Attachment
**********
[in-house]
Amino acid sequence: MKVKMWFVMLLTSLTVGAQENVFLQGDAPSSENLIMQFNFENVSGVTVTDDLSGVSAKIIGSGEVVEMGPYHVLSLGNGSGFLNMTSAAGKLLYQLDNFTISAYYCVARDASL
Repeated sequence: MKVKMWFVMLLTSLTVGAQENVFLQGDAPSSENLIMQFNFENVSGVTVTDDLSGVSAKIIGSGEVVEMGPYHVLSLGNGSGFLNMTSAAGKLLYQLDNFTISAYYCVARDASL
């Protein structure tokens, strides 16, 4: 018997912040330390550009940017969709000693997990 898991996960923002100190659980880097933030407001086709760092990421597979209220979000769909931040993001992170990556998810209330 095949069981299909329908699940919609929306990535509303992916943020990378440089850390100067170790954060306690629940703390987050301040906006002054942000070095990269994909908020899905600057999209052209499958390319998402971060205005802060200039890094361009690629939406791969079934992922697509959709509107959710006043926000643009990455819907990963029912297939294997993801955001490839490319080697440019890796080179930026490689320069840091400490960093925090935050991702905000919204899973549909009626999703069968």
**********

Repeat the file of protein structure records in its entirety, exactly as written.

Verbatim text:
[in-house]
Amino acid sequence: MKVKMWFVMLLTSLTVGAQENVFLQGDAPSSENLIMQFNFENVSGVTVTDDLSGVSAKIIGSGEVVEMGPYHVLSLGNGSGFLNMTSAAGKLLYQLDNFTISAYYCVARDASL
Repeated sequence: MKVKMWFVMLLTSLTVGAQENVFLQGDAPSSENLIMQFNFENVSGVTVTDDLSGVSAKIIGSGEVVEMGPYHVLSLGNGSGFLNMTSAAGKLLYQLDNFTISAYYCVARDASL
């Protein structure tokens, strides 16, 4: 018997912040330390550009940017969709000693997990 898991996960923002100190659980880097933030407001086709760092990421597979209220979000769909931040993001992170990556998810209330 095949069981299909329908699940919609929306990535509303992916943020990378440089850390100067170790954060306690629940703390987050301040906006002054942000070095990269994909908020899905600057999209052209499958390319998402971060205005802060200039890094361009690629939406791969079934992922697509959709509107959710006043926000643009990455819907990963029912297939294997993801955001490839490319080697440019890796080179930026490689320069840091400490960093925090935050991702905000919204899973549909009626999703069968």